Technology is heroically attributed to man. Man is the inventor, the maker, the repairer of technology and woman is little more but a user of it. Yet if the genealogy of technology were revealed as it was, we’d stumble upon Lady Ada Lovelace, the first computer programmer. We’d find that the technicians that wrote the code for the first programmable computer was an all-female team who solved many of the problems that form the basis of software as we know it today. We’d realize that technology was masculinised in such ways that boys were incentivised in education and parenting to engage with computers whereas girls weren’t.
Throughout the post-war period coding was a popular occupation for women; according to American federal government statistics[i], one in four women were programmers in the 1960s. Of course, programming was not yet considered ‘high-status’ work. On the contrary writing code for the ‘software’ was a menial and secretarial task. As Clive Thompson reports in his New York Times article[ii], the first programmable computer was a behemoth thing – it weighed over 30 tons and it had approximately 18,000 vacuum tubes – the real manly engineering feat was getting the monster ‘hardware’ to work. There were also more female students graduating with a computer and information science degree; 37% in 1985 in comparison to 18% in 2017[iii]. But when, how and why was technology masculinised?
Although it’s hard to find an exact turning point, the gender gap in undergraduate computer science degrees became noticeable from 1984 onwards as women’s enrolment began to steeply decline. One of the reasons was the insertion of computers in the home in the late 1970s and early 1980s. Whereas mid-80s college freshmen were proficient programmers, as they had played around with personal computers, the previous generation had never even touched one. Social scientist Jane Margolis[iv] found that males received more exposure to computers than girls, being twice as likely to be gifted one by their parents. Moreover, Hollywood pushed the masculinisation even further through movies[v] that stereotyped computer science students as white, male and myopically obsessed with computers. By default, video games were also in the male terrain, and games were – and continue to be – pitched and designed for males. Under the ‘gaze’ of the dominant social imaginaries, female computer science students didn’t belong. Nothing about them corresponded with the stereotype of the acerbic nerd and the early pioneering work of female programmers was long forgotten.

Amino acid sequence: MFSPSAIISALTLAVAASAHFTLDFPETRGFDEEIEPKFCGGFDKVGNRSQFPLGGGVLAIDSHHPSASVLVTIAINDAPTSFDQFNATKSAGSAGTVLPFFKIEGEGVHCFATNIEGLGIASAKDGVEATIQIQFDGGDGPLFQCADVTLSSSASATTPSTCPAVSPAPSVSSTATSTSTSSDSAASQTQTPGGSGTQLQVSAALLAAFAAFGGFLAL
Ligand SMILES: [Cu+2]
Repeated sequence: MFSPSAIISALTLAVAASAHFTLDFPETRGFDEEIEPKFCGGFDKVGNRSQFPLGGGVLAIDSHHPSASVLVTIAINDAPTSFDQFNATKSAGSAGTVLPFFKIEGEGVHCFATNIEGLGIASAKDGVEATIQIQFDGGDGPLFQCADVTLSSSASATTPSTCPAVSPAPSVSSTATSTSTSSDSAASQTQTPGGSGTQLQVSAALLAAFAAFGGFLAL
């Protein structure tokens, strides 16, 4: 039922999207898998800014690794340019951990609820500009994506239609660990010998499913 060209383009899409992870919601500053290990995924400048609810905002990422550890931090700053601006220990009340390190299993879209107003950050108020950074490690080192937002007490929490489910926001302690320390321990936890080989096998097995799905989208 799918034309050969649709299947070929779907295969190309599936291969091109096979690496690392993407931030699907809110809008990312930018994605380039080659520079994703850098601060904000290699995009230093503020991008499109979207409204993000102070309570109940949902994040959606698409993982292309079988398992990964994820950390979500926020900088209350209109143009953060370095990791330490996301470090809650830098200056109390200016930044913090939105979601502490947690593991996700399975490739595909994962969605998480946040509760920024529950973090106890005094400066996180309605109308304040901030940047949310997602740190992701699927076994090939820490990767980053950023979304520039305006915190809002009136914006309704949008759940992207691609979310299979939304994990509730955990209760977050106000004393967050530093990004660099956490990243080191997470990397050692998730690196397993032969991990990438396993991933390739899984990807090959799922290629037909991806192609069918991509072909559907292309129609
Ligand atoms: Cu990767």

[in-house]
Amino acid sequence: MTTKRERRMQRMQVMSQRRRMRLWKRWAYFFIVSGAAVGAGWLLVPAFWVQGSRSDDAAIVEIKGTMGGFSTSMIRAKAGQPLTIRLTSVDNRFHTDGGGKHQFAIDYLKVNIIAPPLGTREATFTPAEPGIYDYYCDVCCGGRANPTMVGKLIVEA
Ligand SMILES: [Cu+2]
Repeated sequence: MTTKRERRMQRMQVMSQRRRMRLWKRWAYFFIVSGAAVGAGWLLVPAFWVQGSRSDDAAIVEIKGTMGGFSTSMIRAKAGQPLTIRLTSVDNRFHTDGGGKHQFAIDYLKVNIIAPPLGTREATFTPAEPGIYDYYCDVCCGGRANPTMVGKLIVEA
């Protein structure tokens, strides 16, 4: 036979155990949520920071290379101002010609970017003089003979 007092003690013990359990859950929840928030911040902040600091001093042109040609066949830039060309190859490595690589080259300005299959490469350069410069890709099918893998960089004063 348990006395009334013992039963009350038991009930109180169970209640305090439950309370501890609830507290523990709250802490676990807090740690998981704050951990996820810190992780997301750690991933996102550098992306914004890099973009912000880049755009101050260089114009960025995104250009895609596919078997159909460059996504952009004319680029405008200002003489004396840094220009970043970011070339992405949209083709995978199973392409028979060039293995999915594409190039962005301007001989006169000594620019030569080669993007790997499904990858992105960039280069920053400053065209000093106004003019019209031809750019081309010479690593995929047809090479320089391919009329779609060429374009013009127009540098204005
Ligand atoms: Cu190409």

The strong masculinist tenets that were practically injected in the very essence of technology persist today. However, the real consequence of this is the sexist and racist culture that lurks beneath IT and software companies which is materialising biases in the very fabric of AI technologies. An issue to be discussed in a later entry. For now, I wish only to quote Lady Ada’s pride on her own unacknowledged, forgotten, maybe even silenced accomplishments: “That brain of mine is something more than merely mortal; as time will show”. Commemorating her and the other brilliant forgotten women will allow society to tap into a large market of unempowered, yet capable women keen on bridging the gender gap and reshaping the discourse of technology for future generations.
[i] The Secret History of Women in Coding (https://www.nytimes.com/2019/02/13/magazine/women-coding-computer-programming.html)
[ii] The Secret History of Women in Coding (https://www.nytimes.com/2019/02/13/magazine/women-coding-computer-programming.html).
[iii] According to a PwC study (https://www.pwc.co.uk/women-in-technology/women-in-tech-report.pdf).
[iv] Interviewing Carnegie Mellon’s computer science students.
[v] “Revenge of the Nerds”, “Weird Science”, “Tron” and “WarGames” – to name a few.